Telemedicine brings prehospital thrombolysis closer
medwireNews: Telemedicine allows prehospital stroke assessment and thrombolysis without the need for a neurologist at the scene, a study shows.
In an editorial accompanying the report in JAMA Neurology, Martin Ebinger and Heinrich Audebert, both from Charité–Universitätsmedizin Berlin in Germany, say that the “occasionally emotional debate about prehospital thrombolysis usually revolves around the wise use of limited resources”, with opponents arguing against sending vascular neurologists “on missions with uncertain outcome”.
In the present study, a neurologist was not present in the mobile stroke treatment unit (MSTU), but telemedicine consultation was successful for 99 of the 100 patients with suspected stroke, report Ken Uchino (Cleveland Clinic, Ohio, USA) and co-researchers. The one unsuccessful case was because the MSTU crew failed to switch on the power supply to the telemedicine station.
Ebinger and Audebert say: “Obviously, replacing a personal encounter with a telemedicine consultation has its limitations. However, in a time-critical scenario such as stroke, the advantages of fast decisions about thrombolysis or thrombectomy may outweigh the shortcomings.”
But they also highlight that there were six video disconnections. Five of the disconnections occurred in areas with poor mobile reception, and all six lasted less than 60 seconds and were not considered harmful to patient care, but the editorialists say that they “sound a note of caution”, and imply that better mobile coverage will be needed for MSTUs to be truly reliable.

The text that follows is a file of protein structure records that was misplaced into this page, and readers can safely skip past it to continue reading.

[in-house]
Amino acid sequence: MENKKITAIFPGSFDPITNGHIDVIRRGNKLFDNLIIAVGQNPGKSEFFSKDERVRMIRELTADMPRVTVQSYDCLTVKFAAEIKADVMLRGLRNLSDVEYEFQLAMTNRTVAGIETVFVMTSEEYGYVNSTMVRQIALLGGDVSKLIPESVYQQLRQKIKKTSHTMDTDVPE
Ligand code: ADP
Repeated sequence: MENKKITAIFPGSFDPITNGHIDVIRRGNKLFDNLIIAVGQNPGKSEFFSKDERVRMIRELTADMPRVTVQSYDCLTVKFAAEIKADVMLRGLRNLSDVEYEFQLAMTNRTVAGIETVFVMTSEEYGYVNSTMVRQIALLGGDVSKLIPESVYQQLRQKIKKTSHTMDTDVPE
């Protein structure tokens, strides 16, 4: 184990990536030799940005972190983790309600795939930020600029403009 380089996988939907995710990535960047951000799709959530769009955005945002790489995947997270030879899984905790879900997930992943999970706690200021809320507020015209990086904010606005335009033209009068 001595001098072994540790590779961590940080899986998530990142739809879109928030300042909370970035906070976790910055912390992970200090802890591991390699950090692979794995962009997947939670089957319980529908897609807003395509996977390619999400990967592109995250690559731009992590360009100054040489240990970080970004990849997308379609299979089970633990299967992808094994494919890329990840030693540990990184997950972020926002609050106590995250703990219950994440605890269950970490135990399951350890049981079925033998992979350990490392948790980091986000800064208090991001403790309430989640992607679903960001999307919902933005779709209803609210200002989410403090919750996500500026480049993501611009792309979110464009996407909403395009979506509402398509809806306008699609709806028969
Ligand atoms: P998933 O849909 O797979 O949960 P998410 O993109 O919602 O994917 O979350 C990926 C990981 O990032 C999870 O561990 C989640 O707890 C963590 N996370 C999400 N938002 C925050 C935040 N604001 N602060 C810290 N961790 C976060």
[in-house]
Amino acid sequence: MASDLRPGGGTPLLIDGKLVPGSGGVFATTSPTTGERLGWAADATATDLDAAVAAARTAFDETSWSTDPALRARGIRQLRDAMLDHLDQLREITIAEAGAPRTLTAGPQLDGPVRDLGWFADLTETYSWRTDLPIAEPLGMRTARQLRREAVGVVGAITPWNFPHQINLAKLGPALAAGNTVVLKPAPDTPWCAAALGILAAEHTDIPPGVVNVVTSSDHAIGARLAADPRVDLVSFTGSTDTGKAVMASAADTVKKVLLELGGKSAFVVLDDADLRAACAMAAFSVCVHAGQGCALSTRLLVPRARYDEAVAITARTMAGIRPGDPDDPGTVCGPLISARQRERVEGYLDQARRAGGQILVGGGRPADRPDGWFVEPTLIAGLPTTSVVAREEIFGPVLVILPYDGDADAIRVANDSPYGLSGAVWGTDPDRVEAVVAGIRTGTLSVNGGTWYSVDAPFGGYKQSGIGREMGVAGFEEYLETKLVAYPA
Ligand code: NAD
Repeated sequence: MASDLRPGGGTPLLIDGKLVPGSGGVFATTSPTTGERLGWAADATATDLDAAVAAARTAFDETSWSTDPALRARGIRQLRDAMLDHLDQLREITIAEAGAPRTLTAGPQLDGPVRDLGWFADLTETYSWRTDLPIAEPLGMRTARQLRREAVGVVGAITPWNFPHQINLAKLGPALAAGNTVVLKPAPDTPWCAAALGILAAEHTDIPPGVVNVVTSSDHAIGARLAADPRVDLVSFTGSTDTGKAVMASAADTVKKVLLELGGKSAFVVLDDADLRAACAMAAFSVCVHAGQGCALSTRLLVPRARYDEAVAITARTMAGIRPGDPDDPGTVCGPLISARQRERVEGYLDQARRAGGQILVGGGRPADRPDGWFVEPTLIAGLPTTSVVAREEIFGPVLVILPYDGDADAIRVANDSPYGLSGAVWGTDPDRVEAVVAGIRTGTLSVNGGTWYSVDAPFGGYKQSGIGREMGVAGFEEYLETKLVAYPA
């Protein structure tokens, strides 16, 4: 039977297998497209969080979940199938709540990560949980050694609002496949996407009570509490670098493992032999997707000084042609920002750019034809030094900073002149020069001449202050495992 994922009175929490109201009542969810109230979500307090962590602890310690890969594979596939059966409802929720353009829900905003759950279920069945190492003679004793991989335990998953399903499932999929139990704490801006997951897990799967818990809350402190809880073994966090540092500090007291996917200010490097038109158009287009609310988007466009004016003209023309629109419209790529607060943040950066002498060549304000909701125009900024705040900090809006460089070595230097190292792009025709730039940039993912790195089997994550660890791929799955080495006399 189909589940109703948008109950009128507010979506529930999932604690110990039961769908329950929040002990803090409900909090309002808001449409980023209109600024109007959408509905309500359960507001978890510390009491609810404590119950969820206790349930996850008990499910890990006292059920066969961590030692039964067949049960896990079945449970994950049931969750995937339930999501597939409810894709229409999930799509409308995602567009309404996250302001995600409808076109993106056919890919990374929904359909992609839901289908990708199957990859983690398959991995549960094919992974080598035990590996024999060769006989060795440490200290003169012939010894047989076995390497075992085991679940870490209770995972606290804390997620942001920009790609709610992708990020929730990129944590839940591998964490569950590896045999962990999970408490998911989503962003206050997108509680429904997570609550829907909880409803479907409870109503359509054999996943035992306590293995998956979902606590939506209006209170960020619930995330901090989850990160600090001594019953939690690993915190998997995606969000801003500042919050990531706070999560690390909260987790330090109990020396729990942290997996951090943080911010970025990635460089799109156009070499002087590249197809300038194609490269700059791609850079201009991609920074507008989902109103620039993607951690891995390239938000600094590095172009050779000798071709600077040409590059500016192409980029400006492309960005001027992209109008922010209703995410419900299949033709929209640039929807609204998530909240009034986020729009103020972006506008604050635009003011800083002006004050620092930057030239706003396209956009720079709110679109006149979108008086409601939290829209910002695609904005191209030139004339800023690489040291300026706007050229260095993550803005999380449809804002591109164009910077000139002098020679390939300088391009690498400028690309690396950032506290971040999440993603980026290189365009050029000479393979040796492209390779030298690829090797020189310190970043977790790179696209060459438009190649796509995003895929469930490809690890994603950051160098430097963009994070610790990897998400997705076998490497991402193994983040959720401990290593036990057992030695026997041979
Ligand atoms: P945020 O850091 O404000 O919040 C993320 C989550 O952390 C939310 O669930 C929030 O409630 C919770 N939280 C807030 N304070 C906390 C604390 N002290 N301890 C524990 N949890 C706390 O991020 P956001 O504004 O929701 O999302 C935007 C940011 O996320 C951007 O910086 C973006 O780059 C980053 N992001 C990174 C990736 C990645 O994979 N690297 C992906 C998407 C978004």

The time between patients entering the MSTU and video log-in was a median of 11 minutes; the video log-in duration was a median of 20 minutes and involved consultation with a vascular neurologist and review of computed tomography (CT) images, taken in the MSTU, by a neuroradiologist.
On-board CT was possible in 99 of the patients; the other patient required advanced life support so could not undergo CT. There were delays to acquisition and reading of CT images for five patients – three because of patient agitation and two because of network delays.
The median time between MSTU entry and intravenous thrombolysis, for patients who received it, was 32 minutes, which was faster than the median 58-minute door-to-thrombolysis time seen in 56 control patients who were transported to the emergency department by ambulance.
And the team stresses that one patient received thrombolysis within 11 minutes of MSTU entry, “which highlights the potential application of MSTUs in delivering early thrombolysis to patients with stroke thereby reducing disability.”
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